In 1994 we adopted a 2 year old Golden Retriever named Luke from a local rescue club. He quickly became our best friend and an inseparable part of our family over the next 8 years. Just a few days after he turned 10 years old, we lost him when he was hit by a car in front of our house. December 5, 2002 still reigns as the worst night of my life. I can’t even talk about it because I blame myself for what happened, and will probably never be able to forgive myself. What we didn’t know then, was that it was just the beginning of a series of events that would forever change our lives. We were so devastated by losing Luke that we didn’t want to think about getting another Golden for awhile, but just a few weeks later we heard through a friend that the local Humane Society had a Golden Retriever that she thought we might be interested in.
I couldn’t resist, so I went down there to see the dog, and that’s when Marley came bounding into our lives. She was a very exuberant 1 ½ year old girl who seemed very sweet, and I fell in love immediately. On New Year’s Eve we were about to begin the new year with a new dog! We found out that Marley had belonged to a family who paid her little attention, and this was the fourth time she had been found running loose and was picked up by the Humane Society. This time, when the folks at the Humane Society called her owners, they said “keep her, we don’t want her back”. They have no idea what they gave up.
Marley thrived in our home; she finally was getting all the love and attention that she had been craving for so long. We adored Marley, and she and Dolly became best buddies. We called her “Marleybone”.
Summer came, and somewhere in the middle of July I had taken Marley outside one morning, and when we were heading back into the house she suddenly acted like she was in pain. When she didn’t get better, I took her in to the vet. He gave us some meds for her, which seemed to help at first, but a few days later she was unable to move her hind legs. Our vet referred us to a specialist, and she responded really well to the steroids he gave her. He assured us that all we needed to do was wean her off the steroids over a couple of weeks and she should make a full recovery. Our relief and joy was short-lived though, because within 24 hours she once again was unable to walk without dragging her useless hind legs behind her. We took her back for further testing, and the results were devastating. She had a tumor on her spinal cord, presumable malignant. She was only 2 years old, so it was nearly impossible to wrap my mind around this. The only way to know for sure and to decide what combination of chemo drugs she needed would be to biopsy the tumor, but the only way to do a biopsy was through surgery. He didn’t want to do surgery because the high risk of permanent paralysis outweighed the benefits. IF he could successfully do it, the best we could hope for was to buy her maybe a year of living with the side effects of chemo. No matter what we did, at the end of the day we would still lose this wonderful creature.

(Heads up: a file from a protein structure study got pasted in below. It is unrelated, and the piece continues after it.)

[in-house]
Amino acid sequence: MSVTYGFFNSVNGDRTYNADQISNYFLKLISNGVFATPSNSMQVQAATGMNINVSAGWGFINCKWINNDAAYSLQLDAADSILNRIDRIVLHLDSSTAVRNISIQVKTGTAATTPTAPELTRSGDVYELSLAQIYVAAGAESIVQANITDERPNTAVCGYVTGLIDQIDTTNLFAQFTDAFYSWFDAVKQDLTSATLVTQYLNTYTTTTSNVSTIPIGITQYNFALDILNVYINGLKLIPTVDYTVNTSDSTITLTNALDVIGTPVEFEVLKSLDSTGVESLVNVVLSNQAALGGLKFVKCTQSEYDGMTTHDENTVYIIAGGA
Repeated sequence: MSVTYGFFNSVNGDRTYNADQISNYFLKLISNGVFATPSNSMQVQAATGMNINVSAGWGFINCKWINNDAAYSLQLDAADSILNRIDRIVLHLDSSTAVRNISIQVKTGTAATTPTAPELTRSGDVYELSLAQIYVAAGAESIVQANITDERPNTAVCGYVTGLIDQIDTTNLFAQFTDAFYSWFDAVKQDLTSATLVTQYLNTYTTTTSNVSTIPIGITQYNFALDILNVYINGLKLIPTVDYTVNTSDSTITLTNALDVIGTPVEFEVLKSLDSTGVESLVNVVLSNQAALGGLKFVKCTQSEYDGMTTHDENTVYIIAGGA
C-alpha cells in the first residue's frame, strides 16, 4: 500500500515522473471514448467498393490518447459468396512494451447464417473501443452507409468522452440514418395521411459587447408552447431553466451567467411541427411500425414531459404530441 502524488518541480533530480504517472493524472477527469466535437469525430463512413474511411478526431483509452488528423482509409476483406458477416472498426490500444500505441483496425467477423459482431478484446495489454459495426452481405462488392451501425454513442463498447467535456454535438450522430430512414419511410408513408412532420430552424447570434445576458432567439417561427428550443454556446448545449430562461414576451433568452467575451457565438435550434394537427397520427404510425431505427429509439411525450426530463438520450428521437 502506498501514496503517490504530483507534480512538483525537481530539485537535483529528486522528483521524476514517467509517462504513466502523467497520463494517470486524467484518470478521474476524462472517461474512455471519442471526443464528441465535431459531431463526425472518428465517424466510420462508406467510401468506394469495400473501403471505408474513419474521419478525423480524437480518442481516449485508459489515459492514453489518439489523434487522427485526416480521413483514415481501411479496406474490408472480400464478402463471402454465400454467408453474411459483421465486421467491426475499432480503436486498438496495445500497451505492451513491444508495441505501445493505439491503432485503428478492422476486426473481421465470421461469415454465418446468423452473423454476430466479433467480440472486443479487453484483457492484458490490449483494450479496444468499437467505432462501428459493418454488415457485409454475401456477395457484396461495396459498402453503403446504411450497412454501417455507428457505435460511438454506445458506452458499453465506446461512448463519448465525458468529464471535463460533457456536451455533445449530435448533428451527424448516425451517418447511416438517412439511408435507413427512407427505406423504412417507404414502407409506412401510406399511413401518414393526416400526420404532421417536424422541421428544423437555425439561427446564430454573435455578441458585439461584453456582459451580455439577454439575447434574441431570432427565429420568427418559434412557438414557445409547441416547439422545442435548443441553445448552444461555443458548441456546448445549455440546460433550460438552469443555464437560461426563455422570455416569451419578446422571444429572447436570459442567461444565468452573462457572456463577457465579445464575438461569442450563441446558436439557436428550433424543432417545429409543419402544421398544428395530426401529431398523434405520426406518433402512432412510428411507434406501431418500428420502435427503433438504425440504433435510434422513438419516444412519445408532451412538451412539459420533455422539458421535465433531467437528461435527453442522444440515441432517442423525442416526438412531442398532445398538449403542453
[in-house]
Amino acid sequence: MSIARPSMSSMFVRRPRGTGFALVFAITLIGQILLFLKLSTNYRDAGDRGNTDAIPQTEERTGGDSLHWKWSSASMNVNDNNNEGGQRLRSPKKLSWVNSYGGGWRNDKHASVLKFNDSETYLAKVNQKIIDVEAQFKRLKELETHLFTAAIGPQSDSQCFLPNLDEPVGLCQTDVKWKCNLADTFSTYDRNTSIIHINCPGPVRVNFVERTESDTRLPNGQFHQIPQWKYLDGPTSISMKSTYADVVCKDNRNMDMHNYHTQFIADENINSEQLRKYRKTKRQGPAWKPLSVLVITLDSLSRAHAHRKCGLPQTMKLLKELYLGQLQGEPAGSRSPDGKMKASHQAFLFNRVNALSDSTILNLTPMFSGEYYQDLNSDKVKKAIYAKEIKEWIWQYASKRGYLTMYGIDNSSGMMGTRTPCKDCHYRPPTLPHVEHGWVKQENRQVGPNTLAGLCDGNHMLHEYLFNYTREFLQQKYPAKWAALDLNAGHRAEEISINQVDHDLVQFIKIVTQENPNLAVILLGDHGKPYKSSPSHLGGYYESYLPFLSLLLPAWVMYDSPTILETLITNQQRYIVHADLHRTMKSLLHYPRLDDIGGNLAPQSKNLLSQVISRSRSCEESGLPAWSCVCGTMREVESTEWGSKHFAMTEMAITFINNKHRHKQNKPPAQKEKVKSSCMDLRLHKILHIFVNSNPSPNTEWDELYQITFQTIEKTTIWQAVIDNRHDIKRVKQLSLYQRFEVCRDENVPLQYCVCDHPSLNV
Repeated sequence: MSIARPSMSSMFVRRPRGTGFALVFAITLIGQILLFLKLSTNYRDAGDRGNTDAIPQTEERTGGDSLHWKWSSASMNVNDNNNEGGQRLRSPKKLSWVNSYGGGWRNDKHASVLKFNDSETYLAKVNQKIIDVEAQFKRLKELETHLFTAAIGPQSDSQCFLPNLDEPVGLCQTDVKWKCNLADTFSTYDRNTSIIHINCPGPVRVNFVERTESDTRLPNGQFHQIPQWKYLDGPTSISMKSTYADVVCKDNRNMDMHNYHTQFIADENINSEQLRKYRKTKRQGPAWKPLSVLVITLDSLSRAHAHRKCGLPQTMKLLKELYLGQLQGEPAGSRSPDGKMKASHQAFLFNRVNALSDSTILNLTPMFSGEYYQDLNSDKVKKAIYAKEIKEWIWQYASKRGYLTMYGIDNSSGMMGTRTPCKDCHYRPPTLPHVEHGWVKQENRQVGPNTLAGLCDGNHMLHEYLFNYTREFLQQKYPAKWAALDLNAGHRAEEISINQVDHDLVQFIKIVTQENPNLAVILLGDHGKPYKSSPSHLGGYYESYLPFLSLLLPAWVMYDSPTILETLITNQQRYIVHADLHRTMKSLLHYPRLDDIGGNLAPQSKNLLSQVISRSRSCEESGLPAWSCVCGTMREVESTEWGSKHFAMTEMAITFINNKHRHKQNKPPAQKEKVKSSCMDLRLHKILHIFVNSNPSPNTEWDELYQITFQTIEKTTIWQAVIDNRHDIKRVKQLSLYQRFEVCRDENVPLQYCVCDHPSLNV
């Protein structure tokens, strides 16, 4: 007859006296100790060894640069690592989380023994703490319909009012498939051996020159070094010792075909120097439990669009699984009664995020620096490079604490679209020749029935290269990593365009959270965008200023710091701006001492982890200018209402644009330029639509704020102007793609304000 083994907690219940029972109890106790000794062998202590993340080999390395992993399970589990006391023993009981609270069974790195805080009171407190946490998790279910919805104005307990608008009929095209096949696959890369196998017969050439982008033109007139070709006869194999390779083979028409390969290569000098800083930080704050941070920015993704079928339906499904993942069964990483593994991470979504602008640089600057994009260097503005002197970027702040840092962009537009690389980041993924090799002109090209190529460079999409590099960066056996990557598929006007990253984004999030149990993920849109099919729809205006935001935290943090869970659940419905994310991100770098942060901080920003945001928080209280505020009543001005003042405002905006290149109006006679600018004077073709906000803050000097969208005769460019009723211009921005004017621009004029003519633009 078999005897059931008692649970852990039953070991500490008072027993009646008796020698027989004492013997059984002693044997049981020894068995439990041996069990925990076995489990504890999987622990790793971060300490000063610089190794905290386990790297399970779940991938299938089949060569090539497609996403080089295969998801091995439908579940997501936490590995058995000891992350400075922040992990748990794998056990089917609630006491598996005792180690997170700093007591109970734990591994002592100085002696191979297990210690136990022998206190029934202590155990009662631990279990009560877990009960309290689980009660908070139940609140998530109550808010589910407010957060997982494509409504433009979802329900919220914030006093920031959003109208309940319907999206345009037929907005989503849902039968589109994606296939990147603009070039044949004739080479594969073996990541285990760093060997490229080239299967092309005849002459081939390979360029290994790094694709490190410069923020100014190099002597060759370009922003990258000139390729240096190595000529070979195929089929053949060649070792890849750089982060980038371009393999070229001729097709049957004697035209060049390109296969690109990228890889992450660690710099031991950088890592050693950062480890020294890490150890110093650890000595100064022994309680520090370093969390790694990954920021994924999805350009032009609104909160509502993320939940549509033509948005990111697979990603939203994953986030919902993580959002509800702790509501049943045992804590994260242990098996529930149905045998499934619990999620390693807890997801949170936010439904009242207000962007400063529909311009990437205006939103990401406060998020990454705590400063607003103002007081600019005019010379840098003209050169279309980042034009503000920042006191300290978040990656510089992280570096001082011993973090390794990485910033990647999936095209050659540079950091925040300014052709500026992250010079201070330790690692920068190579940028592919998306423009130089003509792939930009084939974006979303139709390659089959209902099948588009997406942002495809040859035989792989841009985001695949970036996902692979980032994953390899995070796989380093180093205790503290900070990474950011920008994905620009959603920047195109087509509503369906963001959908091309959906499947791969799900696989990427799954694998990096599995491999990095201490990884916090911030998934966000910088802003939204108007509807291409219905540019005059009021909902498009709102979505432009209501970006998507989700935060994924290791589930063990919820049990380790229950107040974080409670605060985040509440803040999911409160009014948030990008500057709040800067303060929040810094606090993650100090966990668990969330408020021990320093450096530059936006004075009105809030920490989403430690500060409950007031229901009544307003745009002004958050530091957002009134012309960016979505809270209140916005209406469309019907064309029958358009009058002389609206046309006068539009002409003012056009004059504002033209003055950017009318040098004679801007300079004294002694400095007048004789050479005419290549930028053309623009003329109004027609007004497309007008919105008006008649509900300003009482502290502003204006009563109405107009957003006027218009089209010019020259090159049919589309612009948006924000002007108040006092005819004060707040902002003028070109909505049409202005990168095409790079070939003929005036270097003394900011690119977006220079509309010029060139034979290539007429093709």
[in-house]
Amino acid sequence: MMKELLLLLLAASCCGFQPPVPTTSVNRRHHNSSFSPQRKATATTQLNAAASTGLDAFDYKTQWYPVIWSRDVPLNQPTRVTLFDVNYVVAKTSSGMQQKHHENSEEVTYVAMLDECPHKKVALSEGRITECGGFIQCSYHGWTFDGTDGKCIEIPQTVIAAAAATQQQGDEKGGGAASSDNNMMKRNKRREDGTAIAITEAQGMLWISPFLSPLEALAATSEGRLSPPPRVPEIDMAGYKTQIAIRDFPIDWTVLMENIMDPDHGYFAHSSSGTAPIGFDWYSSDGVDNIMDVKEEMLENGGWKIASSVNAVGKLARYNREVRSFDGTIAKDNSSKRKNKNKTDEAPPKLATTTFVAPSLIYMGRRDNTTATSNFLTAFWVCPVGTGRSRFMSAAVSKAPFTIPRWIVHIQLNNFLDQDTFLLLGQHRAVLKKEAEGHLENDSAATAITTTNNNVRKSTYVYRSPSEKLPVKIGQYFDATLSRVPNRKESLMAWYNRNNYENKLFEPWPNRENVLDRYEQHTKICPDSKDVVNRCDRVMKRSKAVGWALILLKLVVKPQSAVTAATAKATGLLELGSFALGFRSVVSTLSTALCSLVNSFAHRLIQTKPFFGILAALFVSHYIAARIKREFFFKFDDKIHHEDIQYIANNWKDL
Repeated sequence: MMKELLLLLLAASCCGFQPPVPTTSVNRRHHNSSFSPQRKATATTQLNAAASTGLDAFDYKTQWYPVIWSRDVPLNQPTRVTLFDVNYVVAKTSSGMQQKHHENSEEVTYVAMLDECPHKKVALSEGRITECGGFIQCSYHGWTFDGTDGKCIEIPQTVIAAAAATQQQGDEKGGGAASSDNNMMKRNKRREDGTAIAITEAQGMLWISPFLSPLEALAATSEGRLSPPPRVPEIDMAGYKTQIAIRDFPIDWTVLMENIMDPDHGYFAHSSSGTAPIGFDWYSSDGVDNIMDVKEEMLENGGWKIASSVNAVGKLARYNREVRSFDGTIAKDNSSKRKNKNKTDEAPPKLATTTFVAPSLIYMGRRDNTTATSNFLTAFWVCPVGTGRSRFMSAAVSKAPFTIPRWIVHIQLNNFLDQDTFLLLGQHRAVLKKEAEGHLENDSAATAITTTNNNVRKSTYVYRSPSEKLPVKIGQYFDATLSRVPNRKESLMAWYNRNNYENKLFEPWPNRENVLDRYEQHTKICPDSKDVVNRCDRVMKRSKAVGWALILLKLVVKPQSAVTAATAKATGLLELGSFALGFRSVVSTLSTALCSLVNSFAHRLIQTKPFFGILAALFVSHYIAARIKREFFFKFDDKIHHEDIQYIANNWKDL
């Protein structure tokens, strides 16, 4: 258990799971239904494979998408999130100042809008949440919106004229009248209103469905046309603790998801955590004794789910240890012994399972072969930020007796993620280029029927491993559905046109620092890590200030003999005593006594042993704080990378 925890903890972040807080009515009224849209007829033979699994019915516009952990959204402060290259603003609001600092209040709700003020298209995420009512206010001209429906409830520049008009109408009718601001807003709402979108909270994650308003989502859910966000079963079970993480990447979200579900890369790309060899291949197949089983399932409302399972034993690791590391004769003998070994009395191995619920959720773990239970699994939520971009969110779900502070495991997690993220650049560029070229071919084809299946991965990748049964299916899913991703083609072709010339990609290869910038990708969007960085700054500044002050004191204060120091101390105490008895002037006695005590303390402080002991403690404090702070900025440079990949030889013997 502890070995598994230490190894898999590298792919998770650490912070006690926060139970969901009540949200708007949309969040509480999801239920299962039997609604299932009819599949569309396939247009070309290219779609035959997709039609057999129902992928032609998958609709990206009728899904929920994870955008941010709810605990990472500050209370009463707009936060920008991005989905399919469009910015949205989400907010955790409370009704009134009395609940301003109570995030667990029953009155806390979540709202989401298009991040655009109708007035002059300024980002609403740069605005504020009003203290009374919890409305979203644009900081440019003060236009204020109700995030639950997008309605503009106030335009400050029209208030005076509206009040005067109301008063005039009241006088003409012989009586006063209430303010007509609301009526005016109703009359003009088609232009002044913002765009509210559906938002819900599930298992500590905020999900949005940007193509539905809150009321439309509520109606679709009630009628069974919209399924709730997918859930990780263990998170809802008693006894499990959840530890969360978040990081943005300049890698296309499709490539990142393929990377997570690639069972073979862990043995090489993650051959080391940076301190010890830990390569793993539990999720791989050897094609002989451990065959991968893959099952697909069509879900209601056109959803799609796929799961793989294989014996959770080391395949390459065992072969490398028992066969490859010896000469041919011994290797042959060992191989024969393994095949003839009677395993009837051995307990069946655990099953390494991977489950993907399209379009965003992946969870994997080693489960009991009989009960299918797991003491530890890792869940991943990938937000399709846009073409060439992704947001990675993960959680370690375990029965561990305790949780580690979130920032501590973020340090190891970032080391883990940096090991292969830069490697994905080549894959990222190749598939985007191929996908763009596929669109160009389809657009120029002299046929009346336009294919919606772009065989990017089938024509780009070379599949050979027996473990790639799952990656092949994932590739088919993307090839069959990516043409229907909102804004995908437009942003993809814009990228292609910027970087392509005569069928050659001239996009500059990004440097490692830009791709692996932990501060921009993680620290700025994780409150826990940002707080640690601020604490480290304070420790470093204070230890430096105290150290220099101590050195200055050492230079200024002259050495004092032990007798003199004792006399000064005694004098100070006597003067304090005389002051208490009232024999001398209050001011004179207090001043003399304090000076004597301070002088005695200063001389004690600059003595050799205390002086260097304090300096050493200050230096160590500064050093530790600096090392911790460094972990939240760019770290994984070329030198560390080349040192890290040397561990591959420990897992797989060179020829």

Very few things are as heartbreaking as walking out of the vet’s office with an empty collar, but when it was clear that she could no longer live the life of a dog and nothing more medically could be done, the one last kind and loving thing we could do for her was to let her go.
What I learned from that whole experience is that God’s plans don’t always make sense at first. We were so completely devastated to have lost two very beloved dogs in just 8 months. Why us? I later came to realize that what happened with Marley had never been about us. All the grieving we did for what we lost wasn’t about us. This was all part of God’s plan. He created the path to lead us to Marley so she could know the love of a devoted family in the little time that she had left. Luke had lived a full 10 year life, and was probably spared the all kinds of pain and everything else that goes along with being a geriatric dog. It was about Marley needing us. We were God’s servants, and our purpose was to make the rest of Marley’s life as full and happy as it could be. From this I learned to deal with loss and I learned that things happen for a reason, and eventually everything will be okay and life will go on. For all the pain and grief of those last few weeks with Marley, there is not one single minute of the time we had her that I would trade for anything in the world because the joy and unconditional love she gave us will always be with us.
A week after Marley died we saw an ad in the paper and after a quick phone call we hurried off to a farm in western Iowa to bring home our new Golden Retriever puppy. We had decided not to get another dog for awhile, but the very next day we wondered how long we would be able to stand not having a Golden in our lives. We realized that we had done most of our grieving while Marley was still alive, so it made sense that we were ready so soon. “Katie” is 8 years old now, and if we hadn’t lost Luke and then lost Marley, we wouldn’t have this beautiful, loving friend that we have now.

— Kathy from Fremont, NE